2022 Nissan X-Trail First Review


The latest North American-market Rogue SUV previews the next generation X-Trail scheduled for 2022.

The Nissan Rogue five-seat SUV is comfortably the company’s biggest seller in the USA and Canada, competing against the likes of the Honda CR-V and Toyota RAV4. It’s more familiar to Automotive Daily readers as the X-Trail, which is sold in Australia.

North America has an all-new Rogue for 2021, based on the Renault-Nissan-Mitsubishi Alliance’s updated CMF-C platform. This new generation will arrive in the Australia in X-Trail guise.

Unusually for a new model, the Rogue is 38mm shorter and a smidge lower than its predecessor. The styling is familiar from the outgoing model through details like the gently sloping roofline and kicked-up C-pillar, but the front end is noticeably more squared-off than before.

Every Rogue comes with a 2.5-litre direct-injection petrol 4-cylinder as standard. This relatively new engine brings small power and torque increases. An ePower hybrid is on the way in 2022 X-Trails but has yet to be confirmed for the Rogue. All-wheel drive features in 75% of Rogues sold in Canada, including our mid-range, SV-spec test car, but front-wheel drive is also available and likely to be a more popular choice among Australian buyers.

The revised looks are sharper than before but arguably not as distinctive (nor perhaps as polarising) as a Toyota RAV4’s. The test car’s on-trend Boulder Grey paint contrasts nicely with the darker, UV-cutting glasshouse, angular LED lamps and running lights.

Our SV’s grey cabin could have used a splash of colour but still looked smart. The interior is well screwed together and the leatherette seats comfortable, although some drivers may find the front seat backs a little narrow. There’s generous head- and legroom for rear-seat passengers and a good-sized boot.

The main controls are well located. HVAC switches sensibly remain as conventional buttons on the dashboard, rather than being amalgamated into the 9.0in touchscreen. The screen is larger than previously and now sits atop the dash, placing it more readily into the driver’s line of sight. The infotainment system includes support for Apple CarPlay, Android Auto and Google Maps with voice recognition.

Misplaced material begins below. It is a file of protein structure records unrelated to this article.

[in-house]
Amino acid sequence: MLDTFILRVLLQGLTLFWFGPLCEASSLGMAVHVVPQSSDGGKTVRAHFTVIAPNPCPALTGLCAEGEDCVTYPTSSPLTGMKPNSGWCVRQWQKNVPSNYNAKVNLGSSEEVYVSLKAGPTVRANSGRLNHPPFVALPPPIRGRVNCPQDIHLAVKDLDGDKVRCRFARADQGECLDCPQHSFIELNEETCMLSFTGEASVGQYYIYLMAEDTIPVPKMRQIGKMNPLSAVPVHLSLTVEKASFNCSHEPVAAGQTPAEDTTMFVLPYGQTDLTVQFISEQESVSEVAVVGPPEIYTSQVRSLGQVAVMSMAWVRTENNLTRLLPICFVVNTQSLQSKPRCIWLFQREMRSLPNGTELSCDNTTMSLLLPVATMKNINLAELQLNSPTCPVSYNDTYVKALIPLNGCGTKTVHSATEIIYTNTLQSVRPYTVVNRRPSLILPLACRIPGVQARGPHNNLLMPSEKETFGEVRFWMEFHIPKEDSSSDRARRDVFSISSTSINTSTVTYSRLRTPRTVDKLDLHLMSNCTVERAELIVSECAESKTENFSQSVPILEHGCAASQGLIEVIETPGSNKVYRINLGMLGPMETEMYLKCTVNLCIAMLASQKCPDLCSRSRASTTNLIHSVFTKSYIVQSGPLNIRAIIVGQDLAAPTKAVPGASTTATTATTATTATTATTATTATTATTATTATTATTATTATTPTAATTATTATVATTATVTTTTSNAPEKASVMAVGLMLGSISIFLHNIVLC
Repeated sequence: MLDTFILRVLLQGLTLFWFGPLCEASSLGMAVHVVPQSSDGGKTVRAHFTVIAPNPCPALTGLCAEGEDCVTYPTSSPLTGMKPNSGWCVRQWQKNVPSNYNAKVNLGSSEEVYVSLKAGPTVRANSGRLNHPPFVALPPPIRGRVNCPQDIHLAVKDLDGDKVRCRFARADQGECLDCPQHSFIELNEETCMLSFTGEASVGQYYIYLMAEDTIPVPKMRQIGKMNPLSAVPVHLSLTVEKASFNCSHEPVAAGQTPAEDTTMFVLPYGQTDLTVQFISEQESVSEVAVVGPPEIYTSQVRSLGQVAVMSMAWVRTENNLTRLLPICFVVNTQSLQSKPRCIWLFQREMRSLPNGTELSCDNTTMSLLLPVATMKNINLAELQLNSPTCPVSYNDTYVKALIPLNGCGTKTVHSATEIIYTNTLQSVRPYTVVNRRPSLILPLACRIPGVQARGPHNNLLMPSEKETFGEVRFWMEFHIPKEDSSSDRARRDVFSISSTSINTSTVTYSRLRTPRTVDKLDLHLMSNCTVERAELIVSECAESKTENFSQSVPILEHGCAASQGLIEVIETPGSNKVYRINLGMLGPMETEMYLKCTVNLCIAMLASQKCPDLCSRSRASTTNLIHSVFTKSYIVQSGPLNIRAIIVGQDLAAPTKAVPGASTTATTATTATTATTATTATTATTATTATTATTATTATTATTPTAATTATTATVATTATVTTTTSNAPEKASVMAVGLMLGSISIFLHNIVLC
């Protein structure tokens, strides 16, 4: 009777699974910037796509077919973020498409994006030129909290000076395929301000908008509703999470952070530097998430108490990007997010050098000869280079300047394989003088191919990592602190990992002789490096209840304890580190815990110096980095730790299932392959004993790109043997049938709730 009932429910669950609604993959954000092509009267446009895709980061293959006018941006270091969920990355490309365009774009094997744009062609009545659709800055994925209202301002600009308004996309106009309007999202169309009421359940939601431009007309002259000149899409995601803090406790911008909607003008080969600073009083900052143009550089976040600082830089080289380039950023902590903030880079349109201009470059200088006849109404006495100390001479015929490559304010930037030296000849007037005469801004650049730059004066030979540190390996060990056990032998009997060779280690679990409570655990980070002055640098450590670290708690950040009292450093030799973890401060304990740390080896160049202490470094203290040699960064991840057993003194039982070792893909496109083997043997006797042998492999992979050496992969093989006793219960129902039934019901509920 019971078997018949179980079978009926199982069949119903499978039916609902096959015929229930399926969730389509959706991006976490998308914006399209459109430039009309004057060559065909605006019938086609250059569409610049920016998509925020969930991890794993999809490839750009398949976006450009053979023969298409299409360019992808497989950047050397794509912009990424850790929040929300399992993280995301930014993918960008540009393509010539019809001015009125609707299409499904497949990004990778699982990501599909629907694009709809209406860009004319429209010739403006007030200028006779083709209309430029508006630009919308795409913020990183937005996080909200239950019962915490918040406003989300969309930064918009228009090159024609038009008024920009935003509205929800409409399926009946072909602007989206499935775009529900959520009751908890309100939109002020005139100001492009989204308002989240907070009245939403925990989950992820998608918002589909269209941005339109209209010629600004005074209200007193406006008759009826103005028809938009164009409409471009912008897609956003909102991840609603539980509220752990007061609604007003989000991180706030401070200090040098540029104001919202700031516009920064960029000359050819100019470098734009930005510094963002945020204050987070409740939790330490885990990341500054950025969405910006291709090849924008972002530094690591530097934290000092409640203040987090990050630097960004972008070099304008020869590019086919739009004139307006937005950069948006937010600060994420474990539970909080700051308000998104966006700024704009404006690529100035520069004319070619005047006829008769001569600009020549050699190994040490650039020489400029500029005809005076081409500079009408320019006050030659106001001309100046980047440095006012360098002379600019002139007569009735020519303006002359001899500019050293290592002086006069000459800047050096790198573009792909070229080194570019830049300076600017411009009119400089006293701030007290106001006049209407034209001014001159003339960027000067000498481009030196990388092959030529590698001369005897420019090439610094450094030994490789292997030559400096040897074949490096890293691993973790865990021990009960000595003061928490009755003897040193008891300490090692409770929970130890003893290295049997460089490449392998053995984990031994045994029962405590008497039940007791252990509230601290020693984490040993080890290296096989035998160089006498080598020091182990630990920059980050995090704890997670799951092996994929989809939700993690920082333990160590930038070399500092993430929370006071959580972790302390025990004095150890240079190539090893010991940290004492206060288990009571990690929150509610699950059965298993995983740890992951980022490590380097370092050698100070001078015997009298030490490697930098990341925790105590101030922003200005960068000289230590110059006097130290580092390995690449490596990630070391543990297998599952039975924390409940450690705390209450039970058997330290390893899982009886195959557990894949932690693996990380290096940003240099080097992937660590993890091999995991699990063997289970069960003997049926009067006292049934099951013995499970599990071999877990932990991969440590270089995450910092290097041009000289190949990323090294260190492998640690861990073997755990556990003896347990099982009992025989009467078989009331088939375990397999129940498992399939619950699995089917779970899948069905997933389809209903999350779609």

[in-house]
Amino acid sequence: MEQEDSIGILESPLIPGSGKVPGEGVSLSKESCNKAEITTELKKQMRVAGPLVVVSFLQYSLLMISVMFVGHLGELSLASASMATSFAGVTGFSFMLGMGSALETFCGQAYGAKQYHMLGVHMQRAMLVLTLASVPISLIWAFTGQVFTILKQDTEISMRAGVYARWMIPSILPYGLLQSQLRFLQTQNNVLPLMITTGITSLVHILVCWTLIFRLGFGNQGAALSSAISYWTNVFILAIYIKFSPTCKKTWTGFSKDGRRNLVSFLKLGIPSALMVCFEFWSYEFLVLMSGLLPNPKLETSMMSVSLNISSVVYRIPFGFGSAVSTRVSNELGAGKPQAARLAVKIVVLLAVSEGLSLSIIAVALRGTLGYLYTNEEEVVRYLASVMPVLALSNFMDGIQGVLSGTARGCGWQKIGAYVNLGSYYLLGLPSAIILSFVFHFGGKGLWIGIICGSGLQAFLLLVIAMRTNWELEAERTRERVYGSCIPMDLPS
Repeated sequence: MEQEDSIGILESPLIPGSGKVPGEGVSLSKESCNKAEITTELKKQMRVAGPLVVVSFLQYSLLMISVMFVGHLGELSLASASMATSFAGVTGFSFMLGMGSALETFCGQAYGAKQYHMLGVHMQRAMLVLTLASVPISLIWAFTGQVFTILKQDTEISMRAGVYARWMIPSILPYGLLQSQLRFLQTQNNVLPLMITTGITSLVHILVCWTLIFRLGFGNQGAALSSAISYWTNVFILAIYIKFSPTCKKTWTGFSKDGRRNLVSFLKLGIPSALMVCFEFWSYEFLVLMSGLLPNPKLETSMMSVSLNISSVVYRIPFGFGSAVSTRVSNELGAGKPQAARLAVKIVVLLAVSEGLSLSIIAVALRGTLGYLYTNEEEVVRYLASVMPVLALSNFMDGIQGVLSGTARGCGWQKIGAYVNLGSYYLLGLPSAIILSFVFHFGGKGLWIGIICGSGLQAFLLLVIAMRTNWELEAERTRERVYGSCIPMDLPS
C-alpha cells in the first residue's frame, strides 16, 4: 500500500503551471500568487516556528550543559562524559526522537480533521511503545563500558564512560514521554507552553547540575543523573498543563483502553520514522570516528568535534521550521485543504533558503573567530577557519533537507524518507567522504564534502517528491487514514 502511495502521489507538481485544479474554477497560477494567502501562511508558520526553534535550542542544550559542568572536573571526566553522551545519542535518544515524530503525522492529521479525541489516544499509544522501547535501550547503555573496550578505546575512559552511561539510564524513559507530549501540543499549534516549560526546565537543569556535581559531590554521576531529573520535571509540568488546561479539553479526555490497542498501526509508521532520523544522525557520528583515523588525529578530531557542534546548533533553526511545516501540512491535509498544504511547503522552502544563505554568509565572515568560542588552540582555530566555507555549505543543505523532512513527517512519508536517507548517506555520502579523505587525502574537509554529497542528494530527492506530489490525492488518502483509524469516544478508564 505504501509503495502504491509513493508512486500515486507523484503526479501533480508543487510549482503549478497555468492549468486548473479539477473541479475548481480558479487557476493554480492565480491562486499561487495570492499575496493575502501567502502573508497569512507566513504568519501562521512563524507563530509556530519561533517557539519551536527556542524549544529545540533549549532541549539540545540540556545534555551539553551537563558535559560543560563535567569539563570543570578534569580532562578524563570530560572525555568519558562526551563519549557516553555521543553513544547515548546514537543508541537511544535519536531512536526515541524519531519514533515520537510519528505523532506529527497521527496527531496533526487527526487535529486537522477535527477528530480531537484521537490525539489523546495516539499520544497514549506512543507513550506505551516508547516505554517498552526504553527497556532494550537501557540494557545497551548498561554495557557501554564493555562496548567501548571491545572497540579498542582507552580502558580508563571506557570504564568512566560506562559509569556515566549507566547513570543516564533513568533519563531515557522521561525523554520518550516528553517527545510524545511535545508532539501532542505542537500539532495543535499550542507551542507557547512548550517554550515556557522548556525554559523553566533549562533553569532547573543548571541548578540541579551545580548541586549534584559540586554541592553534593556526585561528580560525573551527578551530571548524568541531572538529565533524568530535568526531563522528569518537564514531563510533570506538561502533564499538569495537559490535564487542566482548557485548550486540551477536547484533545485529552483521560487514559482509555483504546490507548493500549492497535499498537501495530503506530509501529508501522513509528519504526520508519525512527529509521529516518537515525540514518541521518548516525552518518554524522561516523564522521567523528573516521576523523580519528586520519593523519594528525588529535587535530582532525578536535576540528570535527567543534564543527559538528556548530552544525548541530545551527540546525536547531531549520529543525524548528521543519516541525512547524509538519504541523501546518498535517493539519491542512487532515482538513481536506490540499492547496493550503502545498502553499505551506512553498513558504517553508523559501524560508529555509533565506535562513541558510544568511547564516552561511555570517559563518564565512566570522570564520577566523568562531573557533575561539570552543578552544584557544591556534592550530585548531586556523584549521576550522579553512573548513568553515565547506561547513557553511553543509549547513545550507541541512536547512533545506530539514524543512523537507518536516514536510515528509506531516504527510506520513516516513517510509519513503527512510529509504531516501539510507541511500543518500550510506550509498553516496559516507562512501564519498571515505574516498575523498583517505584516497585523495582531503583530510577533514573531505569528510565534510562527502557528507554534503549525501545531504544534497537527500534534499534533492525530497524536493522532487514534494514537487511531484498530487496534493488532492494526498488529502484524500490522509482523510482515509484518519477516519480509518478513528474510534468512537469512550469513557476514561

Improvements to the CMF-C platform have elevated the Rogue’s on-road performance. New chassis elements include electric steering assistance on the rack instead of the column. That switch is usually one for the better, and so it is with the Rogue, whose surprisingly sharp steering avoids the over-assistance trap and provides more credible competition in the feel stakes than before.

Meanwhile the suspension is more rigidly mounted and there’s a new a multi-link rear setup. Again, the changes move the dynamic performance in the right direction. The Rogue is composed over poor surfaces and does a good job of suppressing roll, pitch and heave.

The engine is uninspiring but delivers sufficient torque when you need it, while the CVT doesn’t whine as much as some. Gear selection is via a new electronic shifter that frees up useful storage space under a ‘floating’ centre console. Sport mode provides artificial steps in the CVT via steering-wheel paddles, as well as sharper throttle and heavier steering. Perhaps more useful in Canada, even during our April test week, is the AWD’s Snow mode.

Exact specifications for the X-Trail have yet to be revealed but the Rogue provides a good indication of what to expect when its Australian counterpart arrives.

On this evidence, the ride and handling should be a step up from the outgoing model and, especially with the ePower hybrid drivetrain, the overall package should provide Nissan with a stronger challenger in a class bursting with well-sorted opposition.

Graham Heeps

Final Verdict:
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